William Hjortsberg: now there’s a name to conjure with. Even David Copperfield has finally abandoned abracadabra and shazam. When top magicians walk on stage, waving their arms impressively over their assistant’s hypnotised body, intoning Hjortsberg as the pendulum begins to swing would always get an audience expecting some heavy duty magic — assuming you knew how to pronounce it, of course. Checking back in my records, yes I am that obsessive, I see I read Gray Matters when it first came out but, honestly, I’ve no recollection of it. That’s neither good nor bad. In my defence, I’ve read thousands of books and can’t possibly remember all of them. Alternatively, it must be Alzheimer’s. So Nevermore (first published in 1994 and now reissued as an e-book by Open Road Media) is one of the most appropriate books for someone like me to read. Although I’m not quite old enough to have been around when the action is set, I misspent most of my youth demolishing American fiction, both pulp and mainstream from this era.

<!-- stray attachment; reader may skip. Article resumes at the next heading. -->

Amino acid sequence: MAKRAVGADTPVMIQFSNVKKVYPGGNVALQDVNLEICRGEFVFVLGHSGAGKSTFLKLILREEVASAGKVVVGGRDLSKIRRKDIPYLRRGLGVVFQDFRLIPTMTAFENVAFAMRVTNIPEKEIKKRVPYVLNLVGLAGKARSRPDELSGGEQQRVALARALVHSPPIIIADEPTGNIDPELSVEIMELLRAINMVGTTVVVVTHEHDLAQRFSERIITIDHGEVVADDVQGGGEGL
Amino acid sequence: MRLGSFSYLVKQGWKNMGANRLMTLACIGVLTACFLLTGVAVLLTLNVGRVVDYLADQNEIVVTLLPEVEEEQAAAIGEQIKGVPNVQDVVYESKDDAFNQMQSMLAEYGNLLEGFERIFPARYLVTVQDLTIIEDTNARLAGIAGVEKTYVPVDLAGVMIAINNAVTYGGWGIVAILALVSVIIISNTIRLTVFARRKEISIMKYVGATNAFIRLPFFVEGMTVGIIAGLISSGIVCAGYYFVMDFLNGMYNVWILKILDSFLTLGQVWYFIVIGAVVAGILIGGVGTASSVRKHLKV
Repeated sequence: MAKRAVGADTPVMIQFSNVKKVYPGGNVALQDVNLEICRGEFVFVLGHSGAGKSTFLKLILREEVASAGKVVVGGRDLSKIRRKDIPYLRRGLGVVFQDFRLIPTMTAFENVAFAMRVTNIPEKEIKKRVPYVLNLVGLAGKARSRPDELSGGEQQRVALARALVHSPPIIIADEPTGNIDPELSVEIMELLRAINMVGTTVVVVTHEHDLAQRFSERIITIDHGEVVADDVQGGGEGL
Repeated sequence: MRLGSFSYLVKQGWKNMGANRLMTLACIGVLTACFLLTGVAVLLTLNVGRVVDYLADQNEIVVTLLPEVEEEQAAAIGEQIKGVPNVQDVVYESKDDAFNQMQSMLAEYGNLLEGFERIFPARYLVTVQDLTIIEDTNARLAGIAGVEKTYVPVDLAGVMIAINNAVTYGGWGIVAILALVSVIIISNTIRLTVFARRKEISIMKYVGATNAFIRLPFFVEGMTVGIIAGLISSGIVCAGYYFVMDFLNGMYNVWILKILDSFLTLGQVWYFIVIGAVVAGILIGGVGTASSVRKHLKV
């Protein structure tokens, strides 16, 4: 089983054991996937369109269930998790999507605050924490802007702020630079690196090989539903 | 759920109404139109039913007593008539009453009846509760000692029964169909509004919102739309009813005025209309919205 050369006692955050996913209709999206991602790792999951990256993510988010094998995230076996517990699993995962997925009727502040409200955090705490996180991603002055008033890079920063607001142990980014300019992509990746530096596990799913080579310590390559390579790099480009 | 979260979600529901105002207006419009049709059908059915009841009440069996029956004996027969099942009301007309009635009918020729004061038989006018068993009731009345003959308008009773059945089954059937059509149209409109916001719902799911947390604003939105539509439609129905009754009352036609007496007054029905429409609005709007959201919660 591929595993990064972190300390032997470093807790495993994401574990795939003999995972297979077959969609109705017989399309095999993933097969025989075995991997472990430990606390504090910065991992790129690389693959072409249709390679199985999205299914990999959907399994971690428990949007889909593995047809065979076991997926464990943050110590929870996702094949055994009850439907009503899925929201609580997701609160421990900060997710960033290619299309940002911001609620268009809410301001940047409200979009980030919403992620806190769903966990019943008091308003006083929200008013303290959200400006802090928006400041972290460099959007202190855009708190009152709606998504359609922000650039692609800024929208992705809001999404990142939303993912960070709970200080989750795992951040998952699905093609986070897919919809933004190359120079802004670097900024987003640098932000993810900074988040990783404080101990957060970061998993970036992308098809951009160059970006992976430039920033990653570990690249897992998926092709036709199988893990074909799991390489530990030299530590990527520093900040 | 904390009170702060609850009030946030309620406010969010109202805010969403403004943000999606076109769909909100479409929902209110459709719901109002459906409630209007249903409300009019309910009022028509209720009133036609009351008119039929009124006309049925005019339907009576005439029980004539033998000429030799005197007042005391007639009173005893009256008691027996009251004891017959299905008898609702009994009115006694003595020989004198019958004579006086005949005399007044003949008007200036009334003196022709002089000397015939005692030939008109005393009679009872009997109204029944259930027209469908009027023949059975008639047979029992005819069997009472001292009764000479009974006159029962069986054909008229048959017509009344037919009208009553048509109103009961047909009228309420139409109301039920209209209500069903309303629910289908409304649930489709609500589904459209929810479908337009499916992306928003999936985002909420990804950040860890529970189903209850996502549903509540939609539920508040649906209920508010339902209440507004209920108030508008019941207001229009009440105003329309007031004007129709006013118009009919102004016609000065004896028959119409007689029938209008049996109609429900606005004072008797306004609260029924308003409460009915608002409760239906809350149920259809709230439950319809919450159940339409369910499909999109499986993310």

William Hjortsberg is playing the same type of game as Peter Lovesey in Keystone which examines what Fatty Arbuckle might have done in the real-world film studios of 1916. William Hjortsberg has Harry Houdini and Arthur Conan Doyle investigate murders committed in the style of Edgar Allan Poe in the New York of 1923. Better still, it’s written in a pitch-perfect prose style of the day which makes it great fun to read. William Hjortsberg is blessed with a sure ear and is obviously enjoying himself with the more pulpy vocabulary and syntax of the 1920s. Ironically, in the cast of characters, we meet Damon Runyon whose style is adjacent to this. Given the chance, he could have written much of this book — with a little prompting from our William to introduce the more supernatural and macabre elements.